by Russ Hodge of member firm The Hodge Group
Over the past handful of years, I have attended and seen a lot of advertisements for webinars and seminars on social media. People with self-proclaimed expertise offer insight and strategy suggestions for businesses and nonprofits alike, mostly based on personal and professional experience of using the tools to successfully leverage more customers or better customer service.
I’ve had the privilege to work with groups of young people in their early 30’s on very dynamic projects such as Wonderland Columbus, an organization renovating the 60,0000 square foot iconic Wonder Bread factory for re-use to house art studios, nonprofit programming and community outreach in the arts. As I’ve learned quickly while working with them, if you’re going to understand how to use social media, you have to strive to understand the generation that is dependent upon it. Younger people saw a communication gap and created a set of tools to fill that space, a space that was not formerly recognized by my peers or me. We are not just learned how to use new tools—we are learning how to communicate in new ways.
There is a profound difference between learned social media users and trained users. The difference is almost as obvious as trained speakers and native speakers of a language. The way native speakers of social media utilize the tools has far more to do with culture, behavior, a way of thinking and an approach to life than it does with technology. Learning how to utilize social media is not learning how to garner followers on Twitter or 1,000 Facebook fans. It’s about learning and appreciating the new ways we share our opinions, passions and stores with each other.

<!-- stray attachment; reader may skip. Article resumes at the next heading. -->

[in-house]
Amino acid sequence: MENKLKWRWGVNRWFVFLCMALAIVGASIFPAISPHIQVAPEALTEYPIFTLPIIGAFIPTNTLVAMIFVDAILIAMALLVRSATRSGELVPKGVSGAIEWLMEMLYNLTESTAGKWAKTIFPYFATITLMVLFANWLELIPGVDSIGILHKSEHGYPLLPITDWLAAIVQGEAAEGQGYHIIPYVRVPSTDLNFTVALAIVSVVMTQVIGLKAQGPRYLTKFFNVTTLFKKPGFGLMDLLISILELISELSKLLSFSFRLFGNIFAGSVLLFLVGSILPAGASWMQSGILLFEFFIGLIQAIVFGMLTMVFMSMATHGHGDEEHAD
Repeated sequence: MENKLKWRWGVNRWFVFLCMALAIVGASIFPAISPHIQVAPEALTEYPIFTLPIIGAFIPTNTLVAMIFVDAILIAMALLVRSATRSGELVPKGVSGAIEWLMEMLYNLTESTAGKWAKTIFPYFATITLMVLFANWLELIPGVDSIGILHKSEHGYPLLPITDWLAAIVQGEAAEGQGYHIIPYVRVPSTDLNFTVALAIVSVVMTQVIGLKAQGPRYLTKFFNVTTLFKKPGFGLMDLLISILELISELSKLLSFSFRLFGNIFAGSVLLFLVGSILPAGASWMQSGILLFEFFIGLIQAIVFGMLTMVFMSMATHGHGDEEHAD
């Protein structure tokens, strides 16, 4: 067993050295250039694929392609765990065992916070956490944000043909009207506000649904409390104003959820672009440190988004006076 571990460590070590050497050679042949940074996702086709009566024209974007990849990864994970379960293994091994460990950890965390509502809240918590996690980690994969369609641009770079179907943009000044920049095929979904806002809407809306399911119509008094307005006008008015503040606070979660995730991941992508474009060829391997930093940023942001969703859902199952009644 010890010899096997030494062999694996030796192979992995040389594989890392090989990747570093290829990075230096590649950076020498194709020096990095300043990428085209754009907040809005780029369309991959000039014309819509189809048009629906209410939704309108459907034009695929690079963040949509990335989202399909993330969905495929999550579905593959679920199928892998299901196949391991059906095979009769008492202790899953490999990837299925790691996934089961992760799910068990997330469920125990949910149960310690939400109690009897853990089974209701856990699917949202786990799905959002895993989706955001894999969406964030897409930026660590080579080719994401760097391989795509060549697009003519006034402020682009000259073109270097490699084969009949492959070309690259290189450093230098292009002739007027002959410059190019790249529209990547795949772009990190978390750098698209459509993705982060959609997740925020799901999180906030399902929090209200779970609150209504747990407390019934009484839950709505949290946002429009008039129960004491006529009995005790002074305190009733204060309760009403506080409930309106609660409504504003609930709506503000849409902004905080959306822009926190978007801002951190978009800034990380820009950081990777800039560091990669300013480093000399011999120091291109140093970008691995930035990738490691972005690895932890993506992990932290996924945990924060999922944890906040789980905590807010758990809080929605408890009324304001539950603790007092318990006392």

I think a lot about my daughter who is currently abroad in Azerbaijan. She will never be a native speaker of Azeri, but she strives to spend as much time as possible with her native peers who speak the language fluently in order to pick up the important cultural nuances we miss when simply learning a language from a tape. She can write and study the language intensely, but did not learn that there are multiple ways in the language to offer and accept a cup of tea, and the necessity of drinking tea every time you enter the home as a guest.
What I’m trying to say is this: you will gain much valuable insight from the webinars and speaking engagements geared toward new social media users, more information about the way people use the technology of social media than you could ever imagine. But in order to truly understand where social media is going from a philanthropic standpoint, you have to spend time among the native speakers. These incredible young people of Wonderland have a powerful voice online because they have integrated social media into their lifestyle—and they don’t know any different. A picture they post on Facebook of a board meeting or a video case statement housed on YouTube is simply second nature to them, and by keeping donors, volunteers and community members engaged through social media, Wonderland keeps its constituency interested and informed. Spend time among the true social media successes of philanthropy and your language skills will vastly improve.